1. BayView

    BayView Huh. Interesting. Contributor

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    Alternate Publishing Formats/Ideas

    Discussion in 'Publishing' started by BayView, Jul 10, 2017.

    Self-publishing is hardly new anymore, and it's essentially a business model anyway rather than a whole new format. But some innovations to the actual story-telling model are definitely popping up... I thought we could use a thread to share and discuss these formats, and especially to share any experiences anyone has had with writing in these styles.

    For example:

    I've recently been playing with the Hooked format (https://techcrunch.com/2015/09/17/hooked/) - it's basically telling stories through the format of text messages, although they've expanded the concept to allow phone calls and in-person dialogue as well. Minimal narrative is allowed, so the stories come out kind of like screenplays, but readers are fed the lines one at a time, with a tap needed to get each new line. I'm not sure it's going to be a good mix for me--I love writing dialogue, but I also love having the time to slowly build interest and tension, and with this kind of presentation, I think there's a definite need to really grab reader attention early and never let it go. It's interesting, but it might be better for some who's a natural short story writer?

    Another option I was reading about this morning is Tapas. (https://janefriedman.com/tapas-author-qa/). It's more traditional in the narrative structuring, and it sounds like some authors are posting "regular" novels here, but the site is designed to allow serialization--kind of the same as Hooked, but with much more space before someone is required to "tap" or indicate that they want to keep reading. There also seems to be more author/reader interaction, although I think that's more a promo opportunity rather than a feature of the format. It kind of reminds me of the way a lot of fanfic is published, but monetized. Interesting...

    Anyone else reading about or experimenting with new formats? What else is out there?
     
  2. SethLoki

    SethLoki Retired Autodidact Contributor

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    Interesting, I think the forerunner to Slade House by David Mitchell came in abridged form. He pulsed it out in a series of tweets over the course of a week. This was back when they had the 140 character limit if I recall. Different enough to pique a lot of interest. I don't know if it was its success that had him expand it to a novel, or it was a marketing tool with it being already written.

    Also, I've spotted you can serialise on the site called Drablr, 100 words exactly per post (tight rule). It's a box you check just before doing so.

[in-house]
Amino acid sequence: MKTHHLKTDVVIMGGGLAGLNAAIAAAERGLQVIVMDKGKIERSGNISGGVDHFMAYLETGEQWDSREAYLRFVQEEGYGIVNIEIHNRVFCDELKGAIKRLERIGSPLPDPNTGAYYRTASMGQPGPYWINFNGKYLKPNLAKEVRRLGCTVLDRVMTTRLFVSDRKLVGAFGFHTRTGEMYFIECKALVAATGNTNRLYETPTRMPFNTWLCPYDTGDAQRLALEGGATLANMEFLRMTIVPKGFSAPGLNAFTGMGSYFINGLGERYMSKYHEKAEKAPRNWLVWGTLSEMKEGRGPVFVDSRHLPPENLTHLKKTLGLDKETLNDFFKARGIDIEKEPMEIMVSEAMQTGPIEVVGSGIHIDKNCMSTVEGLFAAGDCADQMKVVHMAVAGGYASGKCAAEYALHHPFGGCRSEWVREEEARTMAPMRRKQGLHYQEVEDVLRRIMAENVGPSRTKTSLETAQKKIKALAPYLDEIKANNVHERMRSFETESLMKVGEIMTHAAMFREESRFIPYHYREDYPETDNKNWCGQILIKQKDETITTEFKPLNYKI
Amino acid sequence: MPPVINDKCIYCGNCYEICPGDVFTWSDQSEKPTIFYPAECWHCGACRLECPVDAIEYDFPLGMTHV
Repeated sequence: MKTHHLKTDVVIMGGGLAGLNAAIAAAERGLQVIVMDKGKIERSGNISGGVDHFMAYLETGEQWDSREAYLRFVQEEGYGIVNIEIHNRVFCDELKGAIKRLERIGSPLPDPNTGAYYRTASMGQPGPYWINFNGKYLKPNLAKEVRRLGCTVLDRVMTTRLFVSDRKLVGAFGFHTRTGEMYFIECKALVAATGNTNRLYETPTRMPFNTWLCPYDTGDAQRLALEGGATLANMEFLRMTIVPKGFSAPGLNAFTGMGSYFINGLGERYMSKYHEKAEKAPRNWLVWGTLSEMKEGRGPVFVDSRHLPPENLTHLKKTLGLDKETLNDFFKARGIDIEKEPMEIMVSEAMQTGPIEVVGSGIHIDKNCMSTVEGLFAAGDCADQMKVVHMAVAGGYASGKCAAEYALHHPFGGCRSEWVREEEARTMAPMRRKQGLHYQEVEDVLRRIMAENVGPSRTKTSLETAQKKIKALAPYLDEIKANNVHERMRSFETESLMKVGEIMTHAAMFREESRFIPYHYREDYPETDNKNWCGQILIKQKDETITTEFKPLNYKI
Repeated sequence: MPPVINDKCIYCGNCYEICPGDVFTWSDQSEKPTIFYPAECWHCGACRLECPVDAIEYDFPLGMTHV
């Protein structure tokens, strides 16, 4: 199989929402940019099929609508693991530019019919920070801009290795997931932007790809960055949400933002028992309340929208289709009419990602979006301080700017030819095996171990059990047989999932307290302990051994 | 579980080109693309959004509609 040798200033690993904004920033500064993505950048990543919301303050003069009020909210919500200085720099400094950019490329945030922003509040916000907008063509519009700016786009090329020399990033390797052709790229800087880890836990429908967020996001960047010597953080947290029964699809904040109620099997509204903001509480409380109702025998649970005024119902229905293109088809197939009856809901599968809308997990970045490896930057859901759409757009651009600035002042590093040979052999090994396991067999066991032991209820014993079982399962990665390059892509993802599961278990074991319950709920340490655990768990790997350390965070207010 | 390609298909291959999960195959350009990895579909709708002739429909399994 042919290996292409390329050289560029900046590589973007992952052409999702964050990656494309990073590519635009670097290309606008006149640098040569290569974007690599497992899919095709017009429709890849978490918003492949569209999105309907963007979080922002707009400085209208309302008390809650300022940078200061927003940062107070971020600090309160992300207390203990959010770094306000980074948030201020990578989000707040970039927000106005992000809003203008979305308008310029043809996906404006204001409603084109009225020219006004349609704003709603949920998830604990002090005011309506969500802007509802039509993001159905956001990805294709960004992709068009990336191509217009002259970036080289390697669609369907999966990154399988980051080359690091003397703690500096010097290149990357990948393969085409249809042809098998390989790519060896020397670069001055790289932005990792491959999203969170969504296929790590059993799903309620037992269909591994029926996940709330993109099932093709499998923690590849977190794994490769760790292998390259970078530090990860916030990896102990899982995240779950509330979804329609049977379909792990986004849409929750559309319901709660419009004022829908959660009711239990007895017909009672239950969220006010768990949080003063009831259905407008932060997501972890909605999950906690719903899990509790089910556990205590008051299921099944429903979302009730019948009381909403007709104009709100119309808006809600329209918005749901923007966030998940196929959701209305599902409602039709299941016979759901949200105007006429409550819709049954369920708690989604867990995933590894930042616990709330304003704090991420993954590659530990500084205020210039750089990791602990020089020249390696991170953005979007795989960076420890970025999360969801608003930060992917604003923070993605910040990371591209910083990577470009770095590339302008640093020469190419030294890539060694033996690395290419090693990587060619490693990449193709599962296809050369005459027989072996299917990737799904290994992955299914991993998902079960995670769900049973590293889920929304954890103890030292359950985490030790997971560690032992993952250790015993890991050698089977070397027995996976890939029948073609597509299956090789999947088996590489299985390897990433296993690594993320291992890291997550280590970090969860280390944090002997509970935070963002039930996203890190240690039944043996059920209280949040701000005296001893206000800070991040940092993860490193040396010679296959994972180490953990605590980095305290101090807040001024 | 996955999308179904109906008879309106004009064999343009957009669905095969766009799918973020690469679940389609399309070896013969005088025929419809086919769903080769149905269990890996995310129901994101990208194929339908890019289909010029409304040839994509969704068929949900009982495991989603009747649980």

The hooked thing—a good exercise for a writer for sure. First thought, from reader's perspective, is that I couldn't get into it, but you know, if it's the right subject matter for me and the author has the knack (to hook) then I'm open minded to giving it a whirl.

    I did see once, something the other way round. A way of reading stories; it was called 'Spritz', a game changer they said in helping one digest stories at a rapid rate. I had a crack at that and felt dizzy!

    Friedman link's not working presently @BayView :meh:
     
    Last edited: Jul 10, 2017
  3. BayView

    BayView Huh. Interesting. Contributor

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    Hmmm - looks like her whole site is down... so I assume the link is right, but I can't double-check b/c the site is down!
     
  4. Laurin Kelly

    Laurin Kelly Contributor Contributor

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    Hooked kind of reminds me of the role-playing fanfic I used to see on tumblr back in my fandom days, though that was usually two people RP-ing as opposed to one person writing both sides of the conversation. I never got into it because a) I don't like collaborating with others on creative projects and b) a lot of the RPs got quite sexually explicit, and the only person I do sexy talk with is my husband thankyouverymuch.

    Tapas is very intriguing to me, since by first book started out as a serialization on LiveJournal. I don't think I'd ever post a WIP again for a multitude of reasons, but putting a finished book up chapter by chapter or a short story could be fun if I couldn't find a home for it any place else. If I ever finish my Zombie Cupcake story (which I was writing for a very specific anthology that I blew the deadline on) , I just might post it there.
     
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  5. Seren

    Seren Writeaholic

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    I've never used Hooked, but I've been on Tap, which is basically exactly the same but made by Wattpad. While most people write standalone stuff on there, I have seen authors use it to add just a little bit extra to their existing stories. They might have a romance over on Wattpad, for instance, and then they create a Tap story that's a funny little text conversation between the two protagonists. It won't be key to the story - it's just there as something extra for readers to enjoy for five minutes if they want to. I think, when used like that, it's a lovely idea.
     
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